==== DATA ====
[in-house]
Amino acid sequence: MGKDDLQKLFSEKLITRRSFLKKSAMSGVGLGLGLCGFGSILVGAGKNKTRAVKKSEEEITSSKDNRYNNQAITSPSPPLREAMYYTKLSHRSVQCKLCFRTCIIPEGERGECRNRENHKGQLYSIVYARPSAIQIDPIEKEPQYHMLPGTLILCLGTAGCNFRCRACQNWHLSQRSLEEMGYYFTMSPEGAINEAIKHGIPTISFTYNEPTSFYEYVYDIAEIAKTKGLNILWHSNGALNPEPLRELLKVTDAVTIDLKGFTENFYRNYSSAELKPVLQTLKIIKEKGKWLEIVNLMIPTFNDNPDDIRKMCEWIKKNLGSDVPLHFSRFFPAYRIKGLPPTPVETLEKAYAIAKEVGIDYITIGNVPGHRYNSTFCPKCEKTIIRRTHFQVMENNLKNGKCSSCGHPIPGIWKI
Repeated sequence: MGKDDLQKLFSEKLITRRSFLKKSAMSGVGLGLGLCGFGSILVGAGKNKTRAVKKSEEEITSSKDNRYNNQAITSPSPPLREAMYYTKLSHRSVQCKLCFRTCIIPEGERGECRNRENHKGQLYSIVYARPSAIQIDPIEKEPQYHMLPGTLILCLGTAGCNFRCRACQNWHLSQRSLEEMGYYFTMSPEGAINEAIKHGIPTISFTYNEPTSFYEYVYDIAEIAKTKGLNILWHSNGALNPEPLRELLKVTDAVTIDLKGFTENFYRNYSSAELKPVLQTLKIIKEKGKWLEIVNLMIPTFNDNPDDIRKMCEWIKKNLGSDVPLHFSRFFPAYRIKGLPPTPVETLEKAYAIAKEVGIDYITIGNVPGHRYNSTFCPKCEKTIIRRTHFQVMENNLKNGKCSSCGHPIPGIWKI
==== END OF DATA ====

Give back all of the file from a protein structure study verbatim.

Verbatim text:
[in-house]
Amino acid sequence: MGKDDLQKLFSEKLITRRSFLKKSAMSGVGLGLGLCGFGSILVGAGKNKTRAVKKSEEEITSSKDNRYNNQAITSPSPPLREAMYYTKLSHRSVQCKLCFRTCIIPEGERGECRNRENHKGQLYSIVYARPSAIQIDPIEKEPQYHMLPGTLILCLGTAGCNFRCRACQNWHLSQRSLEEMGYYFTMSPEGAINEAIKHGIPTISFTYNEPTSFYEYVYDIAEIAKTKGLNILWHSNGALNPEPLRELLKVTDAVTIDLKGFTENFYRNYSSAELKPVLQTLKIIKEKGKWLEIVNLMIPTFNDNPDDIRKMCEWIKKNLGSDVPLHFSRFFPAYRIKGLPPTPVETLEKAYAIAKEVGIDYITIGNVPGHRYNSTFCPKCEKTIIRRTHFQVMENNLKNGKCSSCGHPIPGIWKI
Repeated sequence: MGKDDLQKLFSEKLITRRSFLKKSAMSGVGLGLGLCGFGSILVGAGKNKTRAVKKSEEEITSSKDNRYNNQAITSPSPPLREAMYYTKLSHRSVQCKLCFRTCIIPEGERGECRNRENHKGQLYSIVYARPSAIQIDPIEKEPQYHMLPGTLILCLGTAGCNFRCRACQNWHLSQRSLEEMGYYFTMSPEGAINEAIKHGIPTISFTYNEPTSFYEYVYDIAEIAKTKGLNILWHSNGALNPEPLRELLKVTDAVTIDLKGFTENFYRNYSSAELKPVLQTLKIIKEKGKWLEIVNLMIPTFNDNPDDIRKMCEWIKKNLGSDVPLHFSRFFPAYRIKGLPPTPVETLEKAYAIAKEVGIDYITIGNVPGHRYNSTFCPKCEKTIIRRTHFQVMENNLKNGKCSSCGHPIPGIWKI